The department of communications is confident of winning its constitutional court appeal against encryption of set-top boxes.
The supreme court of appeal ruled recently that the decision by communications minister Faith Muthambi to drop encryption from the set-top boxes for digital terrestrial television was flawed.
The court ruling was a victory for free-to-air broadcaster e.tv, which insists on encryption to provide “high-quality content”.
However, Naspers-owned pay-TV provider MultiChoice and the department have launched a constitutional court appeal against the judgment.
“We’re confident that we have a strong case,” said Muthambi’s spokesman, Mishack Molakeng.
MultiChoice said that subsidiary M-Net is appealing the “whole of the supreme court of appeal judgment”.
“We are seeking leave to appeal because these errors have far-reaching implications for the process of digital migration, but equally critically for the way in which executive authority is exercised in the ICT sector,” MultiChoice said.
M-Net further plans to challenge e.tv’s argument that encryption is needed to allow free-to-air broadcasters to obtain high-definition content.
“M-Net had furnished specific evidence to demonstrate to the court that the majority of free-to-air terrestrial television broadcasters worldwide — including the BBC, ITV, and Channel 5 in the UK, and PBS, ABC, NBC and CBS in the US — do not encrypt their signals and are able to obtain high-definition television content from international studios,” said MultiChoice.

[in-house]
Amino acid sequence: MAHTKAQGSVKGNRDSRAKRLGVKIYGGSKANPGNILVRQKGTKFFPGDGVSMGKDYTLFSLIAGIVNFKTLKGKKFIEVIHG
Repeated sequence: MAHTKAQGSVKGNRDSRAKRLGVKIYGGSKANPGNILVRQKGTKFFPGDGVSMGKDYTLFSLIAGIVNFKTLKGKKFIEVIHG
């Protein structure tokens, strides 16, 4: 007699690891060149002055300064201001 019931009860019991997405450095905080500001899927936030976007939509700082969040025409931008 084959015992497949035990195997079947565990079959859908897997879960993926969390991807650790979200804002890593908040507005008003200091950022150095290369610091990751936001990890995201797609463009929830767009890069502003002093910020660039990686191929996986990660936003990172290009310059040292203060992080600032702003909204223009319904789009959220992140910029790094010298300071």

The view of the department and MultiChoice is supported by technology consultant Andrew Fraser.
“The department of communications may have failed to properly consult with all players, and will have to do that, but I think the supreme court of appeal erred in striking down the two regulation clauses,” Fraser said.
The department proposed a “control system” to prevent the subsidised set-top boxes from being sold internationally.
“The ‘control system’ that has been proposed by the minister is the simplest method to fix one issue: to stop taxpayer-subsidised set-top boxes from being exported. That’s all it is meant to do, so a simple mechanism that disables the decoder completely if it doesn’t receive a keep-awake signal from one of the South African broadcasters is sufficient,” said Fraser.
The government will provide about 5m set-top boxes to poor households as the country migrates broadcast TV out of the key 800MHz spectrum earmarked for mobile broadband services.
MultiChoice is a dominant player in the digital pay-TV space, and the company has argued that encryption will allow e.tv to jump-start its pay-TV offering.
“I read MultiChoice’s answering affidavit in e.tv’s appeal to the supreme court of appeal, and I can’t understand how the court bench dismissed their arguments. While they obviously want to keep the barriers to entry high in the pay-TV space, they are legally within their rights to do so,” said Fraser.
“They might be a monopoly, but we’re not going to fix that by introducing something that blatantly — and unfairly — favours another company’s business model at the cost of the South African taxpayer,” he added.